Incoming U.S. Ambassador to Zimbabwe James McGee on Thursday presented his credentials to President Robert Mugabe, later saying in an interview that he intends to re-engage the Harare government while seeking to promote free and fair elections.
"I expect to come in and hopefully build bridges with the government of Zimbabwe," he told reporter Ndimyake Mwakalyele of VOA's Studio 7 for Zimbabwe shortly after fulfilling the diplomatic formality at State House in central Harare.
"I hope to open a dialogue at the uppermost levels of this government all the way up to and including President Mugabe," said McGee, who before being posted to Harare served as ambassador to Swaziland, Madagascar and Comoros.
McGee told VOA that after he presented his credentials to Mr. Mugabe, the president "gave us a long history of the relationship between the United States and Zimbabwe, one that he, correctly I believe, characterized as not very good at the present time."
Most observers agree that U.S.-Zimbabwean relations hit a historical low during the tenure of McGee's predecessor, Christopher Dell, who infuriated the government and Mr. Mugabe with unsparing criticism of Harare's policies and human rights record.
But McGee on Thursday defended Dell's confrontational style. "My predecessor I think did a wonderful job of making certain that everyone knew what was happening here in Zimbabwe," he said in an interview. "And the government did not appreciate that."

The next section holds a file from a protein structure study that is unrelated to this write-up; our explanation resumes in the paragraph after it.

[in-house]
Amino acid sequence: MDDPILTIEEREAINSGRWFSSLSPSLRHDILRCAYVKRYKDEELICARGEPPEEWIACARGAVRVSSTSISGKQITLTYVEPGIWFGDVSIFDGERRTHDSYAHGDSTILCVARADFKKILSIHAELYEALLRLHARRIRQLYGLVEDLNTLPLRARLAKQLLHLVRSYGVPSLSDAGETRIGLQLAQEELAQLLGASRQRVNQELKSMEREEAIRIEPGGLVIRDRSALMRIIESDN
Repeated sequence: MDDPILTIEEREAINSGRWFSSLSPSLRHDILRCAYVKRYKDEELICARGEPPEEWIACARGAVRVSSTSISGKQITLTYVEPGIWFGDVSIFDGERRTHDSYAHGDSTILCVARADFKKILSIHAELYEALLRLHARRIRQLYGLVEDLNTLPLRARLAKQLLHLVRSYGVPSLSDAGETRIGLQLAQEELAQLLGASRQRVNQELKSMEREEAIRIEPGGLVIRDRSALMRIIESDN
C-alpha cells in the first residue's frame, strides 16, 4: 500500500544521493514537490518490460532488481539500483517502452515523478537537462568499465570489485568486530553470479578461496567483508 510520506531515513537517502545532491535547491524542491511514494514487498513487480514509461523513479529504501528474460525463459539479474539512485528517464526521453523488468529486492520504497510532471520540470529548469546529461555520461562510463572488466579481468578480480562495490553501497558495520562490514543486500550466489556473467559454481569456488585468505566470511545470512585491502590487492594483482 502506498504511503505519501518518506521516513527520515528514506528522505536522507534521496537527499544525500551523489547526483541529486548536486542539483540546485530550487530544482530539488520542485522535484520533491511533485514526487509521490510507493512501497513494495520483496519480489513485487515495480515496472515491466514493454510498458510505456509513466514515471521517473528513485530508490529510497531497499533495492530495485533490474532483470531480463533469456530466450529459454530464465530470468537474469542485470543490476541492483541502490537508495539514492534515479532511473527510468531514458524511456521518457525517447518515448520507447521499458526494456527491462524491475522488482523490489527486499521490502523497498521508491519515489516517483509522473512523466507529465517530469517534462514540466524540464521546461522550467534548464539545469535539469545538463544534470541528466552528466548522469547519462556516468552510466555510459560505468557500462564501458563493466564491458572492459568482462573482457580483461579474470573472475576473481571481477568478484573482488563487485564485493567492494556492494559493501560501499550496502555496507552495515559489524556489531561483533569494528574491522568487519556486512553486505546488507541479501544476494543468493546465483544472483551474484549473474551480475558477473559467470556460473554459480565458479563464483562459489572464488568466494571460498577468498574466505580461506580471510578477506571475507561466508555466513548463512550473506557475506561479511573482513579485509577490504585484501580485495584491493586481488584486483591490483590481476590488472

McGee said the U.S. government would look to Zimbabwe's national elections set for March 2008 as a litmus test of how serious Harare is about democratic reform.
He said the U.S. fully supports the South African-led crisis resolution process and will work with the Southern African Development Community to promote fair elections.
But for now, he said,"U.S. policy on Zimbabwe is not going to change - everyone knows what the United States stands for as far as human rights are concerned, and we expect to continue that exact same stance in Zimbabwe, unless we see a substantial change on the ground."
A top priority for him will be to oversee US$200 million a year in aid to Zimbabwe for humanitarian food assistance and antiretroviral drugs to fight HIV/AIDS, he said.